NCPA - National Center for Policy Analysis


June 16, 2009

What President Obama is promoting as health care "reform" almost certainly won't suppress spending and, quite probably, will do the opposite, says columnist Robert J. Samuelson.

A new report from Obama's own Council of Economic Advisers shows why controlling health costs is so important.  Since 1975, annual health spending per person, adjusted for inflation, has grown 2.1 percentage points faster than overall economic growth per person.

If this trend continues, the CEA projects that:

  • Health spending, which was 5 percent of the economy (gross domestic product) in 1960 and is reckoned at almost 18 percent today, would grow to 34 percent of GDP by 2040 -- a third of the economy.
  • Medicare and Medicaid, the government insurance programs for the elderly and poor, would increase from 6 percent of GDP now to 15 percent in 2040 -- roughly equal to three-quarters of present federal spending.
  • Employer-paid insurance premiums for family coverage, which grew 85 percent in inflation-adjusted terms from 1996 to $11,941 in 2006, would increase to $25,200 by 2025 and $45,000 in 2040 (all figures in "constant 2008 dollars"); the huge costs would force employers to reduce take-home pay.

The message in these dismal figures is that uncontrolled health spending is almost single-handedly determining national priorities.  It's reducing discretionary income, raising taxes, widening budget deficits and squeezing other government programs.  Worse, much medical spending is wasted, the CEA report says. It doesn't improve Americans' health; some care is unneeded or ineffective, says Samuelson.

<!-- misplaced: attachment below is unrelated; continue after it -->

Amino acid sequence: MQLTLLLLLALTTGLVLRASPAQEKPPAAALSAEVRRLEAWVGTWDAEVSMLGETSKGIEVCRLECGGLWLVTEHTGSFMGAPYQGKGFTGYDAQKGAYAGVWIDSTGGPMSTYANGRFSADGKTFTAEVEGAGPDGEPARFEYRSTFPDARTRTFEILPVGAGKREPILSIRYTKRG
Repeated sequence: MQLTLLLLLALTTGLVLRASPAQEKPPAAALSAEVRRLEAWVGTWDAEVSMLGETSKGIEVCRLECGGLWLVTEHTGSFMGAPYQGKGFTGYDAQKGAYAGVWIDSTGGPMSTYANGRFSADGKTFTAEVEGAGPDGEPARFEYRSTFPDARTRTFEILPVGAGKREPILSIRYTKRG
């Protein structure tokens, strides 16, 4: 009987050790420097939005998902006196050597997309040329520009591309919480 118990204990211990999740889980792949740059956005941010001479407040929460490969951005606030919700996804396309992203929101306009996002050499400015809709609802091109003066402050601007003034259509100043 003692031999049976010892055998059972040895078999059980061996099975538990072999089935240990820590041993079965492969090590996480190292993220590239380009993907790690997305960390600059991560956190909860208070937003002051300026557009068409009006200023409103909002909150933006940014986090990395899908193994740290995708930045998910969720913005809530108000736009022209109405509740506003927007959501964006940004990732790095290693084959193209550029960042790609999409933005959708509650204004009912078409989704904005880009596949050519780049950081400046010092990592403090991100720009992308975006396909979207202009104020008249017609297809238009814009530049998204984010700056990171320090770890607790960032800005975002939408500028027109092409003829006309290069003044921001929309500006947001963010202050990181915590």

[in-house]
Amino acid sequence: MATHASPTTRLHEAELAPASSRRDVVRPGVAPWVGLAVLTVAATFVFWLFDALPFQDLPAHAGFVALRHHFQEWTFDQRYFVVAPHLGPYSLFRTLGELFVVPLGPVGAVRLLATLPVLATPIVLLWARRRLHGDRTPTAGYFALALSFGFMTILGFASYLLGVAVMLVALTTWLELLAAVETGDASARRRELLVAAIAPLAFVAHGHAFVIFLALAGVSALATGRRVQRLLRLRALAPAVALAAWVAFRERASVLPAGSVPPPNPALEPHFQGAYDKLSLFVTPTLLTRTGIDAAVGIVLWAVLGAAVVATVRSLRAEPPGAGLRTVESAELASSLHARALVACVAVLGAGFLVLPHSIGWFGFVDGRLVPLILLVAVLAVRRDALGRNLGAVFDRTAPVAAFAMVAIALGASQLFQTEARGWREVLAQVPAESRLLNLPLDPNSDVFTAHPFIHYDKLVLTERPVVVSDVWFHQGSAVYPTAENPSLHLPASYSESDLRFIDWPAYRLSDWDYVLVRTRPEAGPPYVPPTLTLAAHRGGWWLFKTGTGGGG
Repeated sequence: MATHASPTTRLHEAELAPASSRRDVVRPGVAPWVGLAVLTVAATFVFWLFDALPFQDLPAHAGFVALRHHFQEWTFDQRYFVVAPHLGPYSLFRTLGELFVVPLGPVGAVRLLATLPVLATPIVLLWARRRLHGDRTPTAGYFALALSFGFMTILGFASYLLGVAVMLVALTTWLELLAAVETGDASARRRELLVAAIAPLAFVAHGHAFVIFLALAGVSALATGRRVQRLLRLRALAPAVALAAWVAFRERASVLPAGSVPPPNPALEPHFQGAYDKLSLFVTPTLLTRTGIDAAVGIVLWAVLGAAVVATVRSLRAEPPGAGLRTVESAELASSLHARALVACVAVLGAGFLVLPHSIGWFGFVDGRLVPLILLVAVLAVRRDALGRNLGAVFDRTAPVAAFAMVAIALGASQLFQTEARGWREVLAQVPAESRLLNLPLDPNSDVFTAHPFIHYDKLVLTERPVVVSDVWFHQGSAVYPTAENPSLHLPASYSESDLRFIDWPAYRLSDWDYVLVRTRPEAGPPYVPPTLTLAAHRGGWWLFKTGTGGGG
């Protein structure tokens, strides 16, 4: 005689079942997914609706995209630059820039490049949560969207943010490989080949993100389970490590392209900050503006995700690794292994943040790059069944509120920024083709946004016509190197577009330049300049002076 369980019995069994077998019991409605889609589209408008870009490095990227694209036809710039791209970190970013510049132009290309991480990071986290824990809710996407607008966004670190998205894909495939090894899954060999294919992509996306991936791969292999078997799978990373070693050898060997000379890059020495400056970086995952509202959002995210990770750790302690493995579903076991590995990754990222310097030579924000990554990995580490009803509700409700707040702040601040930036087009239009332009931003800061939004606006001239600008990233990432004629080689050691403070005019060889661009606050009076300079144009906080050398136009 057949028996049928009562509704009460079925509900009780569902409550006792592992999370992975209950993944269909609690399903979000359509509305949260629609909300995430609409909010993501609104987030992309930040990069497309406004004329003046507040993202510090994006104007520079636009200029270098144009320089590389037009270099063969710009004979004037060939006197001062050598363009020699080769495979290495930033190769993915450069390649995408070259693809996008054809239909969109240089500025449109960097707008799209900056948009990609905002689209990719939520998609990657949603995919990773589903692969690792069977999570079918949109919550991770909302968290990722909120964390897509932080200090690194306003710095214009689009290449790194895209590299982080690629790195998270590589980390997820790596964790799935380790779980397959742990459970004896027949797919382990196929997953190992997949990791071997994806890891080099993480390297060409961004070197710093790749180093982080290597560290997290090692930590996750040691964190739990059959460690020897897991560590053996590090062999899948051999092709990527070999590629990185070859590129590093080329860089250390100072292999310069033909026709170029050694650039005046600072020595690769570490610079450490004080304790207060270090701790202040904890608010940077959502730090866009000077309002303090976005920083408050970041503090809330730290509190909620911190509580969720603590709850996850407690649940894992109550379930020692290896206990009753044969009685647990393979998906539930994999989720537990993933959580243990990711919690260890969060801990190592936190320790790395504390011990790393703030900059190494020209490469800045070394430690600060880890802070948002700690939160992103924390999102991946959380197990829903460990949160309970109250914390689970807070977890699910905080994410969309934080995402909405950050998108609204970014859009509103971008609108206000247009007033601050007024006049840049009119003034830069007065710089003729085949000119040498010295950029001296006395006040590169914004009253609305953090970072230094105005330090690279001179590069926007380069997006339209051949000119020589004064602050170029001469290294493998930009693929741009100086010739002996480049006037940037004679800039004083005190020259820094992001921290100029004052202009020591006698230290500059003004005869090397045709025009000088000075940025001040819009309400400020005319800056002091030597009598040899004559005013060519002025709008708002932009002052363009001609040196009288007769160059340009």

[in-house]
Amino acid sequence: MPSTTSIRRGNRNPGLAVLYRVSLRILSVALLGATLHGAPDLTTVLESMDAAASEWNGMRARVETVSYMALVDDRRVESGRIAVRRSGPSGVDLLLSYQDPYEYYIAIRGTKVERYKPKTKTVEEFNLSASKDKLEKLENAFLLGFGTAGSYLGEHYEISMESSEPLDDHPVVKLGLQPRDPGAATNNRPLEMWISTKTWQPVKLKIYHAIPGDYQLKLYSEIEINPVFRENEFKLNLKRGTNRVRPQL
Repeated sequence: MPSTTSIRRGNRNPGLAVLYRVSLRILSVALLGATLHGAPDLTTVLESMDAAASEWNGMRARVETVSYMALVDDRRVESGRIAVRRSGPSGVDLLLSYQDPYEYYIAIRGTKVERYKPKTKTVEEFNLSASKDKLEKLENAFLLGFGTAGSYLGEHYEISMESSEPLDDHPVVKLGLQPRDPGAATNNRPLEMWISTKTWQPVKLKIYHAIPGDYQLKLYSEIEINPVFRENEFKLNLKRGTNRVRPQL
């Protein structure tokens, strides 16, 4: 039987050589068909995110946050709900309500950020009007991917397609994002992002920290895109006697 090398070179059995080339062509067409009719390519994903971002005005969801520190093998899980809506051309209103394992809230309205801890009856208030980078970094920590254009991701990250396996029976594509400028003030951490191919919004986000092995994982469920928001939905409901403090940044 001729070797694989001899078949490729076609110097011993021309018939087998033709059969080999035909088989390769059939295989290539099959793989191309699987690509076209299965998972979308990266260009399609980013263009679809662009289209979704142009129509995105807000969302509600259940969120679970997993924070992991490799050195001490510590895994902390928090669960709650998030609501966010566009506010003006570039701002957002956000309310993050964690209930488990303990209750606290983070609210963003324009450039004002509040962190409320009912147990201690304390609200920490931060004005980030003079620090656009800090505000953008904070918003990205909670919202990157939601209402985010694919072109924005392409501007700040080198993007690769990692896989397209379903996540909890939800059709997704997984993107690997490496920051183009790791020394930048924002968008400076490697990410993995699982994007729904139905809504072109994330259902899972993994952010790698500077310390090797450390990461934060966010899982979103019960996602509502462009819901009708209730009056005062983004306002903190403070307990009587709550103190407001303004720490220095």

The central cause of runaway health spending is clear.  Hospitals and doctors are paid mostly on a fee-for-service basis and reimbursed by insurance, either private or governmental.  The open-ended payment system encourages doctors and hospitals to provide more services -- and patients to expect them.  It also favors new medical technologies, which are made profitable by heavy use.  Unfortunately, what pleases providers and patients individually hurts the nation as a whole, says Samuelson.

That's the crux of the health care dilemma, and Obama hasn't confronted it.  His emphasis on controlling costs is cosmetic.  The main aim of health care "reform" being fashioned in Congress is to provide insurance to most of the 46 million uncovered Americans.  This is popular and seems the moral thing to do.  After all, hardly anyone wants to be without insurance.  But the extra coverage might actually worsen the spending problem, says Samuelson.

Source: Robert J. Samuelson, "Wrong Way on Health 'Reform,'" Washington Post, June 15, 2009.

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